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Agency ignored warnings of Medicare fraud

Fighting scams key for Obama administration

By Kelli Kennedy
Associated Press / November 14, 2009

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MIAMI - For three years, the federal agency in charge of preventing Medicare fraud repeatedly ignored internal watchdog warnings about swindlers stealing millions of dollars by scamming several programs, documents show.

The Centers for Medicare and Medicaid Services received roughly 30 warnings from inspectors over three years during the Bush and Obama administrations but didn’t respond to half of them, even after repeated letters, according to records provided to the Associated Press by US Senator Charles Grassley’s office.

A July 2008 warning said organized crime had infiltrated the system and was costing more than $1 million for each phony Medicare provider license the crooks obtained. The letter got no response, Grassley said.

He and other critics said lack of oversight in the federally administered program is part of an estimated $60 billion a year in Medicare fraud.

“There’s no good answer for why the bureaucracy turned a blind eye, and it’s a breach of the public trust,’’ said Grassley, an Iowa Republican and ranking member of the Senate Finance Committee.

Fighting the fraud is key for the Obama administration, which hopes to pay for a large chunk of its proposed national health care overhaul by cracking down on those who cheat Medicare.

Despite the lapses, Obama’s health and human services secretary, Kathleen Sebelius, said the Centers for Medicare and Medicaid Services typically responds to fraud warnings promptly, and has investigated more than 300 since 2006. She was not satisfied that all fraud alerts were receiving sufficient responses and her office is implementing a new process for tracking the red flags.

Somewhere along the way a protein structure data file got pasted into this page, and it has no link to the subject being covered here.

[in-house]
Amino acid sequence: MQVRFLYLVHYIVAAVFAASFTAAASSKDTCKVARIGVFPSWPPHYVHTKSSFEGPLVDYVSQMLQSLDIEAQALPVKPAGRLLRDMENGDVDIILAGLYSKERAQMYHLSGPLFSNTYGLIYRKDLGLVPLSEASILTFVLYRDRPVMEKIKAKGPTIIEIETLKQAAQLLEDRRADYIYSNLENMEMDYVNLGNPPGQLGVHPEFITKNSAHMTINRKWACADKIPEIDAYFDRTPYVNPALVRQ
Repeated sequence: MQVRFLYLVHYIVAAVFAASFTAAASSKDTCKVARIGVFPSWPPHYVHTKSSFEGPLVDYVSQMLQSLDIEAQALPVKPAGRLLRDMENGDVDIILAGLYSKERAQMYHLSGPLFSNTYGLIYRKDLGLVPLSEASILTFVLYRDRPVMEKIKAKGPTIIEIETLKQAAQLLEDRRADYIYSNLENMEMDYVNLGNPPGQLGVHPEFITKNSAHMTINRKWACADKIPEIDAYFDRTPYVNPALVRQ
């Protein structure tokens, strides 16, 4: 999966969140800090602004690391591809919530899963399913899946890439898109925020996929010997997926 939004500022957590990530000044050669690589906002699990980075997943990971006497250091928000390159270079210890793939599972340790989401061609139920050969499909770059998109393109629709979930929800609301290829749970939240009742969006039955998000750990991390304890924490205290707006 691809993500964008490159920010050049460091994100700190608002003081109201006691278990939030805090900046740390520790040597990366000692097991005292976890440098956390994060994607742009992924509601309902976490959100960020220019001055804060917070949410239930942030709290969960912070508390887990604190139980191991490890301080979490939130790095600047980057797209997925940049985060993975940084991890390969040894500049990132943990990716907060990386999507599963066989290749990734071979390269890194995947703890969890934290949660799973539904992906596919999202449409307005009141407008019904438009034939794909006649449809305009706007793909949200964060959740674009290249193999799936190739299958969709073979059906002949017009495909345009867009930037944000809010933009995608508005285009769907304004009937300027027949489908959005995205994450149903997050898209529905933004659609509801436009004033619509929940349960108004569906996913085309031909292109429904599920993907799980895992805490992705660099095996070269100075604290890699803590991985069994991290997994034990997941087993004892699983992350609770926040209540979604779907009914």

Grassley wants the agency to respond to fraud warnings within two months, and Sebelius agreed.

“If the department quickly responds to them, there is the opportunity to save significant taxpayer dollars,’’ Grassley said.

One of the scams involved a program in which Medicare patients whose home equipment was damaged or lost in Hurricanes Katrina and Rita get replacements without first getting a doctor’s order. Medical equipment providers were reimbursed for such deliveries, but some of them turned out to be fraudulent.

The Health and Human Services Department’s Office of Inspector General warned the Centers for Medicare and Medicaid Services about the scam last fall but never got a response.

According to a July indictment, Kate and Oliver Nkuku used their Houston company, KO Medical, to bill Medicare for nearly $1 million worth of power wheelchairs and other items they said had been lost, damaged, or destroyed during hurricanes. The couple allegedly paid another man $400 for each Medicare patient he recruited for the scam. Medicare paid the couple $5,000 for each wheelchair, and the indictment said not one of the orders was legitimate.

Oliver Nkuku’s lawyer, Okey Dike, has not returned several calls seeking comment. It is unclear whether Kate Nkuku has a lawyer.

Jim Frogue, vice president of the private Center for Health Transformation, said it is impossible to stop Medicare fraud unless Medicare providers are screened more thoroughly. The group, founded by Newt Gingrich, former House speaker, advocates individual responsibility, technology, and greater health care availability. “The crooks are always one step ahead of the bureaucrats trying to keep up after them,’’ Frogue said.

A few examples
  • A July 2008 warning said "organized crime is using handlers" to recruit foreign nationals who are in the United States on student visas to get Social Security numbers, set up bank accounts, and apply for Medicare provider numbers. After provider numbers were obtained, the crooks left the country, according to the letter. The inspectors warned this scam was costing more than $1 million for each provider license illegally obtained.

  • A June 2007 warning said Medicare was routinely paying claims for two injectable medications "at doses that were not medically feasible." The reimbursement rate for the correct dosage at the time was $74 per injection, but one company was getting $4,464 billing for the inflated amount.

  • A 2006 warning about medically unnecessary drug screening tests went unheeded, as did another in 2008 saying labs were targeting pain management doctors and telling them to use the "most expensive test panel for every patient regardless of medical necessity." The letter also said the labs were paying kickbacks to the doctors for each test performed.

    SOURCE: Associated Press